Often I wish I worked in an industry where I could release during the day.

Can this be done using existing PostgreSQL functionality around replicas? I think there's a plugin for PostgreSQL that supports master-master replication as well.

I always tell my non technical friends: “Migrations are like surgeries, and we’re letting new grads lead them.”

Very interesting article. But I have to ask: would taking down the system for a couple of hours be that bad?

I looked at the company, and while they seem rather large, they're not Netflix or AWS.

I imagine they need to be up for people to be able to check in, etc. But they could just block out the planned maintenance as check in times far in advance. I'm sure there's a million other edge cases but those can be thought out and weighed against the engineering effort.

Don't get me wrong, this is very cool.

But I wonder what the engineering cost was. I'd think easily in the hundreds of thousands of dollars.

I think it's always worth questioning both sides. Why is downtime acceptable? People on this site routinely complain about windows needing a restart for system updates while boasting about their Linux servers uptime.

People talk about how kubernetes is overkill for many people, but it gives you rolling deployments for your applications out of the box.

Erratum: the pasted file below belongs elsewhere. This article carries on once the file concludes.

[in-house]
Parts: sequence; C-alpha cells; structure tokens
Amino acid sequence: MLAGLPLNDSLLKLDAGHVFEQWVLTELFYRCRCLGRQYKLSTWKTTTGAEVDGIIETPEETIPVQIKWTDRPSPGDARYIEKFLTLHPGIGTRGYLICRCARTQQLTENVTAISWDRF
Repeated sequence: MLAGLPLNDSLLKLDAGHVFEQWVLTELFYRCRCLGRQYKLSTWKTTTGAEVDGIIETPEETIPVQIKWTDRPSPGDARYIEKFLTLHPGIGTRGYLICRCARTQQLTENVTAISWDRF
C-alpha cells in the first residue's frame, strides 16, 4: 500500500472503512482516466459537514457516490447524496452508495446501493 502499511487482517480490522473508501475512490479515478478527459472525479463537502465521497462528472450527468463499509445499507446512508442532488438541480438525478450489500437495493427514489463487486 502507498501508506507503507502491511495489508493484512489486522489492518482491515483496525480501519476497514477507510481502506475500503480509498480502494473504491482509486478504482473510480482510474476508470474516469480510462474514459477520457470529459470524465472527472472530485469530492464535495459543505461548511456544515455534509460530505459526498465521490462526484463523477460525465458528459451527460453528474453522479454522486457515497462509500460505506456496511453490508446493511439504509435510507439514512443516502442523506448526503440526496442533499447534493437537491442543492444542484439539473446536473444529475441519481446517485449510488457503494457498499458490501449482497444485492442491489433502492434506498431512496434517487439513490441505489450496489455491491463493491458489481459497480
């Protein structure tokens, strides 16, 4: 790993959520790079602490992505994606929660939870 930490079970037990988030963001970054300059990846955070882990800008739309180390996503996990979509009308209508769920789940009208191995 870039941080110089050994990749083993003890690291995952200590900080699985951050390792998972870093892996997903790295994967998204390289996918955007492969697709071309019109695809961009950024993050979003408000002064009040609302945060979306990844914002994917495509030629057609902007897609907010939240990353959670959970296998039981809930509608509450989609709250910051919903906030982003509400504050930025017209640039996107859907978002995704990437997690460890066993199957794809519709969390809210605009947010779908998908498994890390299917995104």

There's also the "slippery slope" argument. A 0 downtime migration means 0 downtime. A 5 minute migration creeps up to a 30 minutes migration occasionally, and then regression to the mean happens, causing standard migrations to be 30 minutes.

> Why is downtime acceptable?

At least where I'm working downtime is acceptable because our customer base is composed of professionals in north america that work 9-5 thus taking the DB offline for five minutes at midnight PST has essentially no cost to our client base. To contrast that, spending three months developing a rollout plan costs our company dearly in competitive advantage.

I agree that it's always worth examining from both sides but I also think that 0 downtime migration is both a shiny interesting problem and a point of pride for developers that can cause a company to vastly over invest in a complex technical solution to a problem they never had.